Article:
The value of U.S. biodiesel exports reached $94.22 million in May, up from $74.53 million in April and $57.26 million in May 2020.
The Propane Education & Research Council (PERC) launched a new identity for propane that signals a change in how the nation should view the energy source.
The new brand, “PROPANE Energy for Everyone,” highlights propane’s role in ensuring energy equity and reducing carbon emissions. It replaces the “PROPANE Clean American Energy” logo and tagline that had been in place since 2014.
“Americans are beginning to appreciate the value of propane in a wider energy mix after seeing the vulnerabilities of the electric grid in Texas and California and around the country,” says PERC President and CEO Tucker Perkins in a press release announcing the launch. “Propane is clean, affordable and available right now. Unlike the electric grid, it does not require trillions of dollars in infrastructure investment that will create a burden on those who can least afford it. Propane offers solutions for climate, health and equity.”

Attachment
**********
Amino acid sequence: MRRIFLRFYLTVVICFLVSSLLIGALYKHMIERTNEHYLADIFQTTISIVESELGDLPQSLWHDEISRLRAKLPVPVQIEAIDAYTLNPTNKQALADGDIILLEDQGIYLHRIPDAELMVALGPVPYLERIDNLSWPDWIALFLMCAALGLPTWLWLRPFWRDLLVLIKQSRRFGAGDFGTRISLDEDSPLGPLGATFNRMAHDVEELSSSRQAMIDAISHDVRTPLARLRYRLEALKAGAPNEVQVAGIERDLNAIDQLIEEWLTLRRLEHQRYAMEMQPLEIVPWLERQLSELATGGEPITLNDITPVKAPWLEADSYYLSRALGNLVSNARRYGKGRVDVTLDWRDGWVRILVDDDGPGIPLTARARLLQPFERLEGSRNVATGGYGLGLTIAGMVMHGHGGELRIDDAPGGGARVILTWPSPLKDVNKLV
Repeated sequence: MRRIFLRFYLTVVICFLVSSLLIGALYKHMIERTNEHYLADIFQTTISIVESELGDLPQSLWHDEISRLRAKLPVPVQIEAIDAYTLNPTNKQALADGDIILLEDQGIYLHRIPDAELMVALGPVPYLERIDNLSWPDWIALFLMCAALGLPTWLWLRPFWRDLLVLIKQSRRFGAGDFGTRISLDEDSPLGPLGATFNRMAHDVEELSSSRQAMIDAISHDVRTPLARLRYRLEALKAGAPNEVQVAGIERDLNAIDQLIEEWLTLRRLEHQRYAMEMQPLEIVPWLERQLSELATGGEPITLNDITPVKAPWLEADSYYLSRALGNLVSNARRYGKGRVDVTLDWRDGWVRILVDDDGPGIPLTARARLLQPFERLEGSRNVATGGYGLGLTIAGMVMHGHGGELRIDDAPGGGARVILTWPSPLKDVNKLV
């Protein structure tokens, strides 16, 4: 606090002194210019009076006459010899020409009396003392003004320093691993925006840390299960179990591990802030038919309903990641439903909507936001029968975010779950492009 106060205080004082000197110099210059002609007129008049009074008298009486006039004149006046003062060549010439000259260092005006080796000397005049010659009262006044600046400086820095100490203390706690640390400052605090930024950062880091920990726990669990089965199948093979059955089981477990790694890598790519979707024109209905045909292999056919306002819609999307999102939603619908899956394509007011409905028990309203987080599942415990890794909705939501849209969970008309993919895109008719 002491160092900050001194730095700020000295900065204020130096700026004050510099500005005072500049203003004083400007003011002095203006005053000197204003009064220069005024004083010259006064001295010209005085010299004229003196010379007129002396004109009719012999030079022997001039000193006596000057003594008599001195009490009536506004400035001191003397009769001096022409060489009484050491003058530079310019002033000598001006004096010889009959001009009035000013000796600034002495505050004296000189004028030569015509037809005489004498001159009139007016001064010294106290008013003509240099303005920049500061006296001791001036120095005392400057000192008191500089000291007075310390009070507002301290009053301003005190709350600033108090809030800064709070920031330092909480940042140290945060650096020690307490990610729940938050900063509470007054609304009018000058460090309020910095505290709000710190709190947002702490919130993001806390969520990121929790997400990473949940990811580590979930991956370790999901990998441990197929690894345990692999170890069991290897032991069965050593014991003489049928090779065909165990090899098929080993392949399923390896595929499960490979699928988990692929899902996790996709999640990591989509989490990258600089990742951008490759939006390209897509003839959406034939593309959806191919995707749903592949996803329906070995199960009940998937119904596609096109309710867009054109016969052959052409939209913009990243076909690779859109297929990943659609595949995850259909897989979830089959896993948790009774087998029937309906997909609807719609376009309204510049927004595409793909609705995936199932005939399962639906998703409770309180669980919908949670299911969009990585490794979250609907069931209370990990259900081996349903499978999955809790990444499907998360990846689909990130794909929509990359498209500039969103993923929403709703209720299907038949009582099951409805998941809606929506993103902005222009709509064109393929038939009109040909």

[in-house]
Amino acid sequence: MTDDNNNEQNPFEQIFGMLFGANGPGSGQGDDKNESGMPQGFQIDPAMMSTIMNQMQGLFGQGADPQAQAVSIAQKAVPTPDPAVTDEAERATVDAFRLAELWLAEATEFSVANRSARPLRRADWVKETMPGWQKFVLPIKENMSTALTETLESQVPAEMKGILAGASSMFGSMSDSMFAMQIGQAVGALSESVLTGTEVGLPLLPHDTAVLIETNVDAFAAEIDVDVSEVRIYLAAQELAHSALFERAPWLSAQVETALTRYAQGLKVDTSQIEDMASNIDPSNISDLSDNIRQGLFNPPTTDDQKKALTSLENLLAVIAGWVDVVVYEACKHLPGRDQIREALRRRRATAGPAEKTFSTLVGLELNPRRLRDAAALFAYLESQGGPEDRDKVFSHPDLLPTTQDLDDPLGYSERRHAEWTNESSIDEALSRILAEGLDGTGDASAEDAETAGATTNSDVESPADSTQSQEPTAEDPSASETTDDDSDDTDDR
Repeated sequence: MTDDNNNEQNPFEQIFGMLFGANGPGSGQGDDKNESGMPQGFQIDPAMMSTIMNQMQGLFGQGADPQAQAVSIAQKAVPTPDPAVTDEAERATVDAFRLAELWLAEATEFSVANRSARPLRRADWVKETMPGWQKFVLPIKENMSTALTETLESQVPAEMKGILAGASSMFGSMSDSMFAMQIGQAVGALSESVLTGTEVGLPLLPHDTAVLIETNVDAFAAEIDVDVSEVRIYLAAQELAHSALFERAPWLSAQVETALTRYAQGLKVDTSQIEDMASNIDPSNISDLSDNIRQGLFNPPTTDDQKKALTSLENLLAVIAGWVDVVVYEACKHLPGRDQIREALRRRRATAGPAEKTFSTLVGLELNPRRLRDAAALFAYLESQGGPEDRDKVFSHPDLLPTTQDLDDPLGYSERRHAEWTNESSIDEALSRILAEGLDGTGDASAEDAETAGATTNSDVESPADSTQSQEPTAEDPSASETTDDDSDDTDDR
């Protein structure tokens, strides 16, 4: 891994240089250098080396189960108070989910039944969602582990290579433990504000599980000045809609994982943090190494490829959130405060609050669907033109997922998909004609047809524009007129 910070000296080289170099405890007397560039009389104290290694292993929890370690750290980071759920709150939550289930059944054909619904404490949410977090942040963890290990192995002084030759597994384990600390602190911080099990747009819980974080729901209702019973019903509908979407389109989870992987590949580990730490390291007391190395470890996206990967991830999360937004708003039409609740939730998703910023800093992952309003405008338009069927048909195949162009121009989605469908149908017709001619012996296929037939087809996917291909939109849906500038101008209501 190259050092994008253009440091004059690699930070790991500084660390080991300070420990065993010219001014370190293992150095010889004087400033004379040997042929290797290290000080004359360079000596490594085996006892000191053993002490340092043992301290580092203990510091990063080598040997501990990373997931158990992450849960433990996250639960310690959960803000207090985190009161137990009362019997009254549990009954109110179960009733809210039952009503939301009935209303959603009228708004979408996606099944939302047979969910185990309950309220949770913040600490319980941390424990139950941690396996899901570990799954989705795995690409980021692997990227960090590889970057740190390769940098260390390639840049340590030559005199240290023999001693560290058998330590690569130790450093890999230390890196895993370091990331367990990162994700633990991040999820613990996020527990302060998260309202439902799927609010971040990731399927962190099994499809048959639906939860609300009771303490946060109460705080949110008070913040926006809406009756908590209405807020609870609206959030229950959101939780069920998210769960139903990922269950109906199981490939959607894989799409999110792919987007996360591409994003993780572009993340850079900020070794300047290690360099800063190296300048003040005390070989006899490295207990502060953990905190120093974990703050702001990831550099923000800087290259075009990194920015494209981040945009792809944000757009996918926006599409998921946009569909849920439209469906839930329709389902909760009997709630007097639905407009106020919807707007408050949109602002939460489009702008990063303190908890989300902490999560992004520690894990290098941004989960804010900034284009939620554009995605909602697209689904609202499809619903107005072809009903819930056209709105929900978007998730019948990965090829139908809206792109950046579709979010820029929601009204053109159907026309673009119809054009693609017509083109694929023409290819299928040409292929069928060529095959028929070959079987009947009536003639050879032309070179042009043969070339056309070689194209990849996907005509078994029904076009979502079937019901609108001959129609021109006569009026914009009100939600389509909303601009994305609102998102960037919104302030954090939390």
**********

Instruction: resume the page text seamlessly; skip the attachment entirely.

Tesla Inc. delivered 201,250 cars worldwide in the second quarter, a record for the electric-car maker led by CEO Elon Musk.
While the company doesn’t break out sales by region, business appeared healthy in China. The bulk of the period’s sales were of the Model 3 sedan and the Model Y crossover, which are produced in Shanghai and Fremont, Calif. The Model S sedan and Model X sport utility vehicle are made only in Fremont. The countries are Tesla’s biggest markets.
“Our teams have done an outstanding job navigating through global supply chain and logistics challenges,” Tesla said in a statement July 2.